Two of the largest corn exporters in the United States announced they would reject loads containing Duracade corn. In announcing that it would not accept corn containing Duracade, Bunge Ltd.’s Chief Executive Officer, Soren Schroder, told Reuters, “[w]e handle crops that have been approved in major markets. That is our stand.” A day later, Cargill, Inc. announced that “for export contracts, we will not accept delivery of any commodity containing the Duracade trait” and further stated that it “reserves the right to reject and/or require testing of deliveries and any acceptance, rejection or testing for the presence of Duracade will be determined by Cargill in its sole discretion at the time of delivery.” Moreover, on March 21, 2014, Michigan Agricultural Commodities (“MAC”) informed its customers that “we will not be accepting delivery of grain with the Duracade trait at this time for the 2014 marketing year.” MAC explained that “[u]pon assessment of the potential impact this seed variety has on the acceptance of US corn, corn bi-products, and other commodities in the global export market we have determined it is in the best interest of US agriculture – farmers, elevators, processors, and exporters to discourage the production of this variety.” In April 2014, Cooperative Elevator Company announced that it too would refuse shipments of corn containing Duracade. http://grains.coopelev.com/news/2014/04/30/cooperative-elevator-co.-will-not-be-accepting-syngenta-s-agrisure-duracade.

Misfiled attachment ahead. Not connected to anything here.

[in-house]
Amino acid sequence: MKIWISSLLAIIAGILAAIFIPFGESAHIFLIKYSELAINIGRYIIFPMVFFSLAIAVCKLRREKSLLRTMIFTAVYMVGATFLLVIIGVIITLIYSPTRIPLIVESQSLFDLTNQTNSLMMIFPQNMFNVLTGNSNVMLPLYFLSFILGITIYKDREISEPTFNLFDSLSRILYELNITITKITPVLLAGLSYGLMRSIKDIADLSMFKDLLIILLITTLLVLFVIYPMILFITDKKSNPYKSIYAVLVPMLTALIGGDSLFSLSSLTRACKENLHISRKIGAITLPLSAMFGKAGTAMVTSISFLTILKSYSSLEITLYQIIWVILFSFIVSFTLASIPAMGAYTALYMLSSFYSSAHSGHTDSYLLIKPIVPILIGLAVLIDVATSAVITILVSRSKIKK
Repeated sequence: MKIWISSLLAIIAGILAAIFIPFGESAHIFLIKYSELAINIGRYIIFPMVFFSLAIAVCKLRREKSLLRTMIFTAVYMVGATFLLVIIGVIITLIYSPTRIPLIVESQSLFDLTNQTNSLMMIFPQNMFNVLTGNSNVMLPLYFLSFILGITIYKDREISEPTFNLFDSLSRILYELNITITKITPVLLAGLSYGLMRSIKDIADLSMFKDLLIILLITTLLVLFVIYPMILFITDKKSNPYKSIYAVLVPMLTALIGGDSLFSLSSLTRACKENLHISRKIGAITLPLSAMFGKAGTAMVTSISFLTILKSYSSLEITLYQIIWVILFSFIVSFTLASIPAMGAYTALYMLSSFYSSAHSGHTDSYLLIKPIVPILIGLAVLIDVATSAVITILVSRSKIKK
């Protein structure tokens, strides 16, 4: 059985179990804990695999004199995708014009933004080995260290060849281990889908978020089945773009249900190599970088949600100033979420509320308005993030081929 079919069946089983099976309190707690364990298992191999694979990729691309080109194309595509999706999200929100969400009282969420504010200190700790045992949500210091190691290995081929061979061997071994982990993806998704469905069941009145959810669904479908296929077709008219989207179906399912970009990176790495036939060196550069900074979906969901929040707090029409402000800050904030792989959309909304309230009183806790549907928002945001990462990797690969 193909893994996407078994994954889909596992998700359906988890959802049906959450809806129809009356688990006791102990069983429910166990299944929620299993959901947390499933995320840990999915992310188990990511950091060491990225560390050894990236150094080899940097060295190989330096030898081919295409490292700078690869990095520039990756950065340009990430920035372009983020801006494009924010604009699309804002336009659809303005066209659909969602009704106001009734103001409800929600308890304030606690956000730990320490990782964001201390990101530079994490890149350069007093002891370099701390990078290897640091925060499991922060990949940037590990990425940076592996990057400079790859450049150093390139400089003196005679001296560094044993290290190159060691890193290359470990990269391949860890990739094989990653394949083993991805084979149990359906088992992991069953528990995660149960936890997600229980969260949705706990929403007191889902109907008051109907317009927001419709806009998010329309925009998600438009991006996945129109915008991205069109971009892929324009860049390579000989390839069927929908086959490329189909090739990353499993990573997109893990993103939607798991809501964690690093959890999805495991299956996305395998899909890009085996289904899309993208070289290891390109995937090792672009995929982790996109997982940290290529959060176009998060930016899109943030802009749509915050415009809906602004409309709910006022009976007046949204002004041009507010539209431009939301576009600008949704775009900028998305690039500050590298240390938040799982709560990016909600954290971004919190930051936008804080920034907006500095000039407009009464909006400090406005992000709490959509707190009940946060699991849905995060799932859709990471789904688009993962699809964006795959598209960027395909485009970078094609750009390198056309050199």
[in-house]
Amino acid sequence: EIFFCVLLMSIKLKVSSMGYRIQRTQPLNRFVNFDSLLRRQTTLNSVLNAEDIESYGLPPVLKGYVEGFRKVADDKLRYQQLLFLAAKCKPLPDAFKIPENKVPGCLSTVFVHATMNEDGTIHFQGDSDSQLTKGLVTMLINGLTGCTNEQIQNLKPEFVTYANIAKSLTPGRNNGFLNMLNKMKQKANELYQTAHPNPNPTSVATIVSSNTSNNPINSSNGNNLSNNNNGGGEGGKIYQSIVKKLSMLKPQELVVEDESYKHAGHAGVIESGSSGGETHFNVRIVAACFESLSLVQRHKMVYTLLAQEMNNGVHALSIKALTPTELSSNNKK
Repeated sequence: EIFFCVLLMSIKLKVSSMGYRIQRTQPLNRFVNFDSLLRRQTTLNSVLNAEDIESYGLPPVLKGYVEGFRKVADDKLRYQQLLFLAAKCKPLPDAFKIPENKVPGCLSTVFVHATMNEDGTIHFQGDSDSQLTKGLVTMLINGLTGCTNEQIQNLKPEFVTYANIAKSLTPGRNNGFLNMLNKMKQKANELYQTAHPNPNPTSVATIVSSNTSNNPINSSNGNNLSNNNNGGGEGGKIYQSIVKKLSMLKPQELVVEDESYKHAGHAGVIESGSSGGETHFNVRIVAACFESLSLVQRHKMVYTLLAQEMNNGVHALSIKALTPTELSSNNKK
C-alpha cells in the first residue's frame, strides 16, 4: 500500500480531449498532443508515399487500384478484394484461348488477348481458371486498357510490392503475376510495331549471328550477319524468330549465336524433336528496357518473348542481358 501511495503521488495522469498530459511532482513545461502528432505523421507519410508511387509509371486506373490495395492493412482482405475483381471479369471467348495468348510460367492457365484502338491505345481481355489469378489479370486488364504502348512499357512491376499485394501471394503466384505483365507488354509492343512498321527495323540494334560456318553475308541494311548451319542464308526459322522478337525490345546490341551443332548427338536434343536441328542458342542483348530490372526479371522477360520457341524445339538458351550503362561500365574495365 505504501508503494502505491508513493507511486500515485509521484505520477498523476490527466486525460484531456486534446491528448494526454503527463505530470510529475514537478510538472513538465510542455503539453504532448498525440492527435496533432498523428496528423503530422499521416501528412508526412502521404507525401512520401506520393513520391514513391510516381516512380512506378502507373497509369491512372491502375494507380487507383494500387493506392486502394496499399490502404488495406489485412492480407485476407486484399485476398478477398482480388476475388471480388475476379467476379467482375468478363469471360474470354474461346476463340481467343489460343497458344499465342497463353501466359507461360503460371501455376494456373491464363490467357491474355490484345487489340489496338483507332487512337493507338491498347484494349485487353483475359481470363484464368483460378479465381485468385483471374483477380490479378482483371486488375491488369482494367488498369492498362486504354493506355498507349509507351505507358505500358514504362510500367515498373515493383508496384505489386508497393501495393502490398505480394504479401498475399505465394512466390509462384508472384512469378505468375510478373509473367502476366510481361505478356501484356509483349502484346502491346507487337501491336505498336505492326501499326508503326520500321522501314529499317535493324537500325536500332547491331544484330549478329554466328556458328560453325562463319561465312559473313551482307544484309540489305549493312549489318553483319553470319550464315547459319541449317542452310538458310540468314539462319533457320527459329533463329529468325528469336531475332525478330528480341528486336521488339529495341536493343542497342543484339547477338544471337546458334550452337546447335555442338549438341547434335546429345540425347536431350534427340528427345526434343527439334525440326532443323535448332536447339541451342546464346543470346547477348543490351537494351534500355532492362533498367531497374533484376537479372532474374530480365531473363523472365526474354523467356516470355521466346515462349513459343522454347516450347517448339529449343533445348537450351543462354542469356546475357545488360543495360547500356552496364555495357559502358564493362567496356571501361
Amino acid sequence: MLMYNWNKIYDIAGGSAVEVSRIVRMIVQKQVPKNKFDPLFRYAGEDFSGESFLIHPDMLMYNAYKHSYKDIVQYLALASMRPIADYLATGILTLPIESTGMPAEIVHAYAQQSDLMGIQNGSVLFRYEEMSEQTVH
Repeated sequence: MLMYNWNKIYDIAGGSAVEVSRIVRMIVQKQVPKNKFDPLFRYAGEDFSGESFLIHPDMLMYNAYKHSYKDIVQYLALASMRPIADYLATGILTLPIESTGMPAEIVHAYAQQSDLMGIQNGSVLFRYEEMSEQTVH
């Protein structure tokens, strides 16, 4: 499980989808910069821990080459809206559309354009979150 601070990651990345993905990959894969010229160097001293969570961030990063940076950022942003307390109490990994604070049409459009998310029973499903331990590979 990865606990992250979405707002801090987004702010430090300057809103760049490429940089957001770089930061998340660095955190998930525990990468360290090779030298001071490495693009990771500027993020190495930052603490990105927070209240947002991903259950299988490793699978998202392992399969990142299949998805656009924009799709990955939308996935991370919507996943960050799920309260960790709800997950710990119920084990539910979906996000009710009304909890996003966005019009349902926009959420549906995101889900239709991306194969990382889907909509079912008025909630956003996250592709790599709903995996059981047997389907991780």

Syngenta then pulled Duracade from the Canadian market. On March 10, 2014, Reuters reported: